Elspeth Wilson

Elspeth Wilson is a writer, researcher and poet who is interested in writing about health, disability and sexuality. Their work has been shortlisted for Canongate’s Nan Shepherd prize and Penguin’s Write Now Editorial programme. Elspeth is currently working on their debut novel and also regularly facilitates accessible creative workshops. When they aren’t writing or reading, they can usually be found near the sea or spending time with their elderly dog. – © S@HLF Programme

Last year I attended Elspeth’s SAHLF Nature writing workshop and it was great, so when I saw she was doing another one this year, I knew I wanted to be there.

A series of short writing exercises were delivered in turn by Elspeth and Rachel, there were take-aways and future ideas generated and all in a fast paced yet comfortable atmosphere. It was freeing – no pressure.

I felt uplifted by the noticing where we can find happiness and as well as feeling good I got some writing done to mine for threads later.

Look out for Week 1 Part 4. COMING SOON!

The Stay at Home! Literary Festival – Week 1 – Part 1 #SAHLF2021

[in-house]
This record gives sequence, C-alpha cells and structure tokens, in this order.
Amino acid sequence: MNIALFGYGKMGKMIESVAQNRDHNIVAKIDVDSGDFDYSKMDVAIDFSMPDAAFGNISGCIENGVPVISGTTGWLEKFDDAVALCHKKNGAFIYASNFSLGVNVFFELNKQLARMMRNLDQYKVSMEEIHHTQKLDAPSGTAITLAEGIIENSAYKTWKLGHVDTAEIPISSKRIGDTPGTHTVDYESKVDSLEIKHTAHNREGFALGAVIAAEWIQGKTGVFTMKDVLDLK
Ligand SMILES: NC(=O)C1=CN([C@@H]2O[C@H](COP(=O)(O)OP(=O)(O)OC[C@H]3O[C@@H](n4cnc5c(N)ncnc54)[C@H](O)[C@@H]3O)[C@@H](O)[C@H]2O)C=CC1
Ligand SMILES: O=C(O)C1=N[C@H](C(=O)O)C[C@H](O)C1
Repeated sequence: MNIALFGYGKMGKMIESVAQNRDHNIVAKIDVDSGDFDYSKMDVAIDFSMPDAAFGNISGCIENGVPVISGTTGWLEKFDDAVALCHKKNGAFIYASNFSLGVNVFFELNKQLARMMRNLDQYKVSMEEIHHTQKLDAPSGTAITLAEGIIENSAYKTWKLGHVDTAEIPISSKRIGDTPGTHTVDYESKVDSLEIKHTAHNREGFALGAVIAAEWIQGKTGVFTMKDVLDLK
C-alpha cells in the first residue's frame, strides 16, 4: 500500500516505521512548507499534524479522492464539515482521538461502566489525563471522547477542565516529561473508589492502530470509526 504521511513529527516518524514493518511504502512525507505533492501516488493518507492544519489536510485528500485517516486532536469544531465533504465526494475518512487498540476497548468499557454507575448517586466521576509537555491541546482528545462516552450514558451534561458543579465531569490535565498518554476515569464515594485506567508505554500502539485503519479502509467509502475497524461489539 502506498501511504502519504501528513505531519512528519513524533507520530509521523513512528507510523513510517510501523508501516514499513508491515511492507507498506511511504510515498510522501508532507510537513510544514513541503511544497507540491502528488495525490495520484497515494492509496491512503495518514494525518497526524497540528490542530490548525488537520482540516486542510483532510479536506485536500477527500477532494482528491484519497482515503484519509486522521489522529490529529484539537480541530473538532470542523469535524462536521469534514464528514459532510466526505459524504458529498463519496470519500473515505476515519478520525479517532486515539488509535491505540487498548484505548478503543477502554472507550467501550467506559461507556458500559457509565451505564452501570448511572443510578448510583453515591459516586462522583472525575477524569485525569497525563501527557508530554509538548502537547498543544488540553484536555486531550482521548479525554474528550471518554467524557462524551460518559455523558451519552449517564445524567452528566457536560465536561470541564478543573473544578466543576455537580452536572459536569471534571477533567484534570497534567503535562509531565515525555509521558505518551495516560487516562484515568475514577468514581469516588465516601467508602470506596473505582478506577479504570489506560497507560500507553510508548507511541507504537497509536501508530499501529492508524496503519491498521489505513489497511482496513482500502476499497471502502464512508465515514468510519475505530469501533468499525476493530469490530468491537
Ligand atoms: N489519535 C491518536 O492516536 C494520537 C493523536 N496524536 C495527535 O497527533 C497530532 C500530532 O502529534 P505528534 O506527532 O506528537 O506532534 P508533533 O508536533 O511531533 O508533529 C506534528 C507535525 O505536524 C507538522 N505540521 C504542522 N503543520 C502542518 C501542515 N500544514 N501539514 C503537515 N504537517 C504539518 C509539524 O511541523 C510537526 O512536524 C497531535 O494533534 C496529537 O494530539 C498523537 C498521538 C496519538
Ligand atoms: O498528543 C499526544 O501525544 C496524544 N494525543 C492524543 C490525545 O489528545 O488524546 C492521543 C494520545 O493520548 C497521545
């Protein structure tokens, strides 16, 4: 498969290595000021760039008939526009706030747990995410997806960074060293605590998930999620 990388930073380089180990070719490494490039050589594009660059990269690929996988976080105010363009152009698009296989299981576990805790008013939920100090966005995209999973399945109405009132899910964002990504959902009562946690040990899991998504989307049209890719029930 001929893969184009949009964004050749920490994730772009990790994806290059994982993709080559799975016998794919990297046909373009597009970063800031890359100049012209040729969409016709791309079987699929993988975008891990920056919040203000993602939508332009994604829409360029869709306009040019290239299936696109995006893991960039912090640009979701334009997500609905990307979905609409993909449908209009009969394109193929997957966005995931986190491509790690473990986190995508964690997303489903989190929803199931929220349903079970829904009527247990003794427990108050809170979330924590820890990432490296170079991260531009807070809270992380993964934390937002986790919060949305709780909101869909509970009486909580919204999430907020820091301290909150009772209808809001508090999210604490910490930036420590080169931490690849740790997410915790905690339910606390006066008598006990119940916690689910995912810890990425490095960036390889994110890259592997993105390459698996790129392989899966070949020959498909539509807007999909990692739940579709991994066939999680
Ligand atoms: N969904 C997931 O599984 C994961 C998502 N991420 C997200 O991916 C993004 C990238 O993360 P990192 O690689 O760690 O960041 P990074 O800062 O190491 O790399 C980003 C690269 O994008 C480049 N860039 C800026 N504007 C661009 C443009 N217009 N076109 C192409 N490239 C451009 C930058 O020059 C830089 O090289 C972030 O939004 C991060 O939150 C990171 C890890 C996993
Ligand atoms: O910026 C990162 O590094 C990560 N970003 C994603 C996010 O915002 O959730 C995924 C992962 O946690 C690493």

Standard
The S@HLF programme is extensive (80 events)

Unlike last year I am not trying to bed down for the entire festival… but here are some bitesize clips from some of my festival experience.

MONDAY 26th

Documenting the Past: Neema Shah (Kololo Hill) in conversation with Catherine Menon

Here is an author who proves you CAN come to writing after/during a career, you can write if you haven’t chosen an academic route into it, you can write a book and still work full time (many authors prove this) and you can get a book published (via Agent) within 5 years! Not only that but this first novel was also shortlisted for several prizes.

It was a fascinating conversation both in terms of the book itself and the writing process.

Set in Uganda in 1972, Kololo Hill (shortlisted for the Bath Novel Award and the First Novel Prize) tells the story of one family’s escape. From the green hilltops of Kampala, to the terraced houses of London, Neema Shah’s debut explores what it means to leave your home behind, what it takes to start again, and the lengths some will go to protect their loved ones. © Stay-at-Home! Festival